Robert assists his wife Sabe, a registered social worker, to run Holywell Care. The company offers adult social care in Lancashire, including a small home for people with learning disabilities, a domiciliary care service, and a care home for young disabled adults.
Robert first became aware of the need for tighter data security back in 2018 with the introduction of GDPR and the Data Protection Act in the same year. He had already established a working group to look into GDPR compliance while bringing filing systems from the company’s different locations into a centralised server. At the same time, the NHS were suggesting that digital records would be needed for future contracts. As a result, Robert picked up quite early on the DSPT.
Those legislation changes combined with a large, countrywide data breach that affected the organisation further propelled him to review and improve Holywell’s arrangements. He attended two DSPT training sessions organised by Better Security, Better Care, the official support programme for adult social care providers completing the DSPT, where he met other providers and swapped experiences. It also gave him an opportunity to benchmark Holywell Care against similar care services.
Robert has received reports from frontline staff of an increasing number of clients’ family members monitoring care records. That’s because many domiciliary clients and their families can log on to their own personal care records and leave comments for the care service. Robert regards this feedback delivery as very positive because it enables senior staff to gain greater insights and tweak care delivery where necessary. He also recognises how this exemplifies the need to protect the information available on care records, and what policies and processes the business must have in place to ensure this feature can be used safely.
Robert says: “Staff have been through the mill in terms of compliance. They’ve had to move from a paper-based to a digital system which has proved challenging for many people. It’s still early days yet for people to see an advantage in doing this, but I’m confident it will come sooner rather than later.”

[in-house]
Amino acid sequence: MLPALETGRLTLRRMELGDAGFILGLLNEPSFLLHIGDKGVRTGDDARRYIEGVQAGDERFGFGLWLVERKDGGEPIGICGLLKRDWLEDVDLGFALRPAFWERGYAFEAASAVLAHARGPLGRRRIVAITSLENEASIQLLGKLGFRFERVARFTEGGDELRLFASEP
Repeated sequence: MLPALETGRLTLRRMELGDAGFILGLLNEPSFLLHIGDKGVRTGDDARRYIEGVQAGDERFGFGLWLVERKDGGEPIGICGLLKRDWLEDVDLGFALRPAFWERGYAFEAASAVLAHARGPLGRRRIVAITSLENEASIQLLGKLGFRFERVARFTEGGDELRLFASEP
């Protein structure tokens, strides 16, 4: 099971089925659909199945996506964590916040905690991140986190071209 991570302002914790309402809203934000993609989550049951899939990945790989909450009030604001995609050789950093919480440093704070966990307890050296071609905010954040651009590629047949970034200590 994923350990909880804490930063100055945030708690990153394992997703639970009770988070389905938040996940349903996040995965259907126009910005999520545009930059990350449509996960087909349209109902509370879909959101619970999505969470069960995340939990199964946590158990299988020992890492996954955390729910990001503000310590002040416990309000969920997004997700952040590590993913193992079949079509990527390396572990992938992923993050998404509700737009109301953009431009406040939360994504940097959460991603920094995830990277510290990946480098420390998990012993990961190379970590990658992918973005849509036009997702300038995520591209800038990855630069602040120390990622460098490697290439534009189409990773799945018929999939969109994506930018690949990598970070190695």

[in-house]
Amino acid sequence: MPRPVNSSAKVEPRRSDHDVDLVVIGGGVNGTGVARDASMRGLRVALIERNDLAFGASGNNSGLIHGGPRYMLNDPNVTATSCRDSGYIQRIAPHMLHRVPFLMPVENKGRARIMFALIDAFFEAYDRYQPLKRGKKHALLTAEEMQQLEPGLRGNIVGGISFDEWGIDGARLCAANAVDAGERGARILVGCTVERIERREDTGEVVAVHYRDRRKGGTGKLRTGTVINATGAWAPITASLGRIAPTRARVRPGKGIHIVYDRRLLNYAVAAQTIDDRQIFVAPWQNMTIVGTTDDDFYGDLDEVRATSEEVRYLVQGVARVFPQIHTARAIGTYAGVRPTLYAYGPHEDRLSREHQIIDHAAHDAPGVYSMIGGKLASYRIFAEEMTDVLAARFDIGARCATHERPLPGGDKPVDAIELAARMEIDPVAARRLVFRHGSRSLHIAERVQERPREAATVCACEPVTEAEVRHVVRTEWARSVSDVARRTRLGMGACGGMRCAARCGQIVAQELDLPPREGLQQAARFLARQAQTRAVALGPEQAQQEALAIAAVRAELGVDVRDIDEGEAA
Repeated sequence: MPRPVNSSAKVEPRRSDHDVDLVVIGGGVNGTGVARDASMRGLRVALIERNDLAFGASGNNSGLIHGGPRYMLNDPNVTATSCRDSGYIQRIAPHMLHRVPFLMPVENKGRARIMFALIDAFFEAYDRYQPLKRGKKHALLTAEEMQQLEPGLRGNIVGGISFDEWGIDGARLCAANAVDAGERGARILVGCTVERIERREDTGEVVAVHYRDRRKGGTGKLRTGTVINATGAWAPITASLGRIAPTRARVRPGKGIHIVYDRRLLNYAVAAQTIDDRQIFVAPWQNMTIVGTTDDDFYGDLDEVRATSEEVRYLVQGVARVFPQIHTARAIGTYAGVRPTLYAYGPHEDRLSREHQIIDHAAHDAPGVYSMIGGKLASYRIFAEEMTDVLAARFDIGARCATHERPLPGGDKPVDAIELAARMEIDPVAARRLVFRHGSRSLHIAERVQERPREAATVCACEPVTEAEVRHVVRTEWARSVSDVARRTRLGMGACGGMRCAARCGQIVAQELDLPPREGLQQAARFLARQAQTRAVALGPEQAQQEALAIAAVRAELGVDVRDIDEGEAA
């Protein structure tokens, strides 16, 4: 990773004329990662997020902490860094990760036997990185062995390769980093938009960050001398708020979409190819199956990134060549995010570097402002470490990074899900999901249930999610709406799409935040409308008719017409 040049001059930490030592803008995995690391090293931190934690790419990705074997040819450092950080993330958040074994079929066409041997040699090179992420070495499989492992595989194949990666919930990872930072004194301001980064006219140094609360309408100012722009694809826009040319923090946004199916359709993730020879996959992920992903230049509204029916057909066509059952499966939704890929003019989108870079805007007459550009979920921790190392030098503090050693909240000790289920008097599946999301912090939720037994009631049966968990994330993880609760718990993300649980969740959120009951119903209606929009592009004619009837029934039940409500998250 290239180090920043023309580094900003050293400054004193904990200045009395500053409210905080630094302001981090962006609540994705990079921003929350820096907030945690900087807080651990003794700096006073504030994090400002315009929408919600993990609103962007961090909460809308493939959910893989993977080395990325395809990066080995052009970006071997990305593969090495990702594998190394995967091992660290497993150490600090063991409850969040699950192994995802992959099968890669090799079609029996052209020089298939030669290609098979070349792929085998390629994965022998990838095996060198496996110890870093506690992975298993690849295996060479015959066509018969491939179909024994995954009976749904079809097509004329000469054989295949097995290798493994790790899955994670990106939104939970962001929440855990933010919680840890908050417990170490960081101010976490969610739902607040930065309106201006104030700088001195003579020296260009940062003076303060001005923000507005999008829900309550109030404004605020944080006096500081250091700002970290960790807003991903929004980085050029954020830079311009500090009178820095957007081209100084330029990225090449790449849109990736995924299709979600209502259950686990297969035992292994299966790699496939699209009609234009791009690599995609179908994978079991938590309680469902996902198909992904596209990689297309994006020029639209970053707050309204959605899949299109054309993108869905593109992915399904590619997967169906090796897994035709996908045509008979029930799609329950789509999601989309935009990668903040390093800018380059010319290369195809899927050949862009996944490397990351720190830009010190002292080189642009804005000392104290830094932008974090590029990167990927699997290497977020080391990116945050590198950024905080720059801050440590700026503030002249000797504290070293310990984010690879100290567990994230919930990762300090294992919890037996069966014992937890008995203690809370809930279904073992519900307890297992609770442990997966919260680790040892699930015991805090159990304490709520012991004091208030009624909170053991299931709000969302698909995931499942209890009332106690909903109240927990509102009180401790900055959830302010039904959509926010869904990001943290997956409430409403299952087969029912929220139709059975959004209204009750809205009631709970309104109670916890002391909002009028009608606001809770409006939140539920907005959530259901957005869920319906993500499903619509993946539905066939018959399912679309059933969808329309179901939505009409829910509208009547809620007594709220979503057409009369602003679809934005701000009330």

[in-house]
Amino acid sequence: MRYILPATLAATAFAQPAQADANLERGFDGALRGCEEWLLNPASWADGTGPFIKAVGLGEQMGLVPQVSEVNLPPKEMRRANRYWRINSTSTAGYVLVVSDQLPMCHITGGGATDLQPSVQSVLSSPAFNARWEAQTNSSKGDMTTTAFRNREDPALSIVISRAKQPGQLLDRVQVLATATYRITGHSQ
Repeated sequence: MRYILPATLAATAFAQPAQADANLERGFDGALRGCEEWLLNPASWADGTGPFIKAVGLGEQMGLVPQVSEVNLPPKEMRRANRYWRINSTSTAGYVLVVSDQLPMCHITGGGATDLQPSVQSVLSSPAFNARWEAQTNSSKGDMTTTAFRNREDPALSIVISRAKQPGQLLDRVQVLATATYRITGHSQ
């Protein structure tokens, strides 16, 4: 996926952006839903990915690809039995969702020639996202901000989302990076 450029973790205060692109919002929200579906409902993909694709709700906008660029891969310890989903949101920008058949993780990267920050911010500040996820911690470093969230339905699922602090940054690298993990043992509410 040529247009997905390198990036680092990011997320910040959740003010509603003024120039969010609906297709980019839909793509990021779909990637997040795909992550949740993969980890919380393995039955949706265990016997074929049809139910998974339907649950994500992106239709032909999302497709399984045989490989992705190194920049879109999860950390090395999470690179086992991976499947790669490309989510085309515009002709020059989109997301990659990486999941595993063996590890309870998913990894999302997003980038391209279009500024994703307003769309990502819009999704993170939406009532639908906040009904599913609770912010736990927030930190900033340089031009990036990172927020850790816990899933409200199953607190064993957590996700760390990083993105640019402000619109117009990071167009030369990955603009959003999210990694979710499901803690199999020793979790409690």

Picking up a package of care as a domiciliary care provider often gives the carer access to medical records and therefore providers need to meet ‘Standards Met’ accreditation on the DSPT. And that’s why Robert believes embracing the DSPT is a ‘no-brainer’ – especially when it comes with free training and help. In Robert’s experience, getting support online made him feel part of the conversation.
“The DSPT training sessions were an incentive for us to keep up with new developments in the sector, but also to take the lead in certain areas of the DSPT, for example, questioning the credentials of professional providers of IT-related services and not assuming that they are risk-free, and reviewing some of our own IT-related policies.
“It was exactly what we needed since we weren’t at the centre of any local authority or centralised government discussions. Neither were we part of the NHS. I’m just delighted that Social Care is being supported in this direction. I think the DSPT training, which is free and available both online and in person, is a fantastic move.
“Here at Holywell Care we now have access to a dedicated team of people from our Better Security, Better Care Local Support Organisation who are happy to guide us and from whom we really have benefitted a lot.”
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